At a personal level, Katniss’ close friend and potential love interest Gale (Liam Hemsworth) also exemplifies this growing change .  When Snow orders a brutal crackdown against District 12, Gale openly defies one of the Peacekeepers, resulting in a severe public flogging.  The scene isn’t Passion of the Christ bad, but it’s certainly brutal to watch.  When Katniss intervenes on Gale’s behalf, you get the sense that she’s moving from Hunger Games victor, to open participant in a simmering revolution.  For better or for worse she is the spark and the symbol, whether she desires the responsibility or not.  A lesser actress wouldn’t have been able to make this switch so readily apparent in so subtle a manner, but Jennifer Lawrence is no ordinary actress.  This is an iconic role that Lawrence was born to play.  While Lawrence was stong in the first film, Catching Fire shows Lawrence fully embracing the role and coming into her own.   I have to say that the scene brings it to a personal level for Katniss.  Panem’s civil unrest is something she can no longer ignore.  I’m also glad to see Hemsworth receive a larger role in this film, with more of a chance to chew some scenes up.  That Catching Fire balances the personal experiences of Katniss against the plight of the citizens of Panem is a testament to Simon Beaufoy and Michael Ardnt’s excellent script.  There is just the right mix of the wider social issues of Panem with Katniss’ own struggles.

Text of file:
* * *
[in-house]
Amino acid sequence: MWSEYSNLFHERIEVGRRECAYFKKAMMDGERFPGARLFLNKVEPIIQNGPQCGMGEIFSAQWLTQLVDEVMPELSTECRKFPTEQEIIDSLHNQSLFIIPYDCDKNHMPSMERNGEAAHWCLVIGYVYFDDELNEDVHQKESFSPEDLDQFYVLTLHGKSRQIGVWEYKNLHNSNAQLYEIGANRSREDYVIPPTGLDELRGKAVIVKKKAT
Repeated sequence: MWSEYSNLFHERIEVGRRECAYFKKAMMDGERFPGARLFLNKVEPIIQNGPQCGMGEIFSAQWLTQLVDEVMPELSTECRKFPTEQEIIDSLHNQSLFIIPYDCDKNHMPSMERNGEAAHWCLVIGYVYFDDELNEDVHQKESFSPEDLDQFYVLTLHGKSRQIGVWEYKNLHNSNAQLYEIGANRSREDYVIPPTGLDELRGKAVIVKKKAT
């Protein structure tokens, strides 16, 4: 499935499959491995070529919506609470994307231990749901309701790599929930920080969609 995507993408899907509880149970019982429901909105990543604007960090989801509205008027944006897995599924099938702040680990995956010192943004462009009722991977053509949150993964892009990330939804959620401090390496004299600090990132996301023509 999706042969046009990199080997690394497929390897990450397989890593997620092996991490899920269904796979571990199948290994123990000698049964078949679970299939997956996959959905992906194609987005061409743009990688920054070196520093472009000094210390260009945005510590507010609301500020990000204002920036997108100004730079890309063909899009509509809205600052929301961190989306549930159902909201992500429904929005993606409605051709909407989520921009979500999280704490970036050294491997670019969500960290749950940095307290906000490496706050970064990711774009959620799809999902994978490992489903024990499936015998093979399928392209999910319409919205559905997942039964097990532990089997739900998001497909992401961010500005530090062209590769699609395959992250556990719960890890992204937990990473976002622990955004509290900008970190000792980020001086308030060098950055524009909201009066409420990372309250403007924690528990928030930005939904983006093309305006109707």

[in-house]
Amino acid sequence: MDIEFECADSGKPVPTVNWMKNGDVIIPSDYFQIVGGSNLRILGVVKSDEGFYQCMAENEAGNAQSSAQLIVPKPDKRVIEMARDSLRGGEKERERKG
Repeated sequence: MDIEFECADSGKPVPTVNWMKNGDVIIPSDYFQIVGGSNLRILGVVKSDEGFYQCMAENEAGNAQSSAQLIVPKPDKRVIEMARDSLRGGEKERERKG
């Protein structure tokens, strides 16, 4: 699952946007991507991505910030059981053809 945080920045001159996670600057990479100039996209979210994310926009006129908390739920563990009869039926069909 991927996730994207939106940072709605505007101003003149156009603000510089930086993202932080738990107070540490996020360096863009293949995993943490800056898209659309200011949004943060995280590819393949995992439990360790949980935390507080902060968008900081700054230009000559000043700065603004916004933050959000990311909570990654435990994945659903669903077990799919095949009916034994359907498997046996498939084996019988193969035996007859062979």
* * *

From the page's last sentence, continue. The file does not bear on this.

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As strong as Jennifer Lawrence’s performance was in Catching Fire, I was amazed at how far Josh Hutcherson has come with the character of Peeta.  While I wouldn’t call his performance in The Hunger Games awful, it did seem a tad vanilla.  That’s not the case with this film.  Hutcherson absolutely owned the character.  Perhaps that stems from Peeta’s own struggles in Catching Fire.  Not only does he have to contend with a fake public romance with the woman he actually loves, he also finds himself thrust back into the games again.  Couple that with a burgeoning wish to help the disenfranchised citizens of Panem, and the result is a fully fleshed out character.  Another tip of the cap to writers Simon Beaufoy and Michael Arndt for allowing Hutcherson to grow in the character.  Alongside Hutcherson, Woody Harrelson shines again as the drunken but loveable mentor Haymitch Abernathy.  I originally thought Harrelson a poor choice for this role, but now I can’t envision anyone else playing Haymitch, despite the ridiculous toupee Harrelson wears in the movie.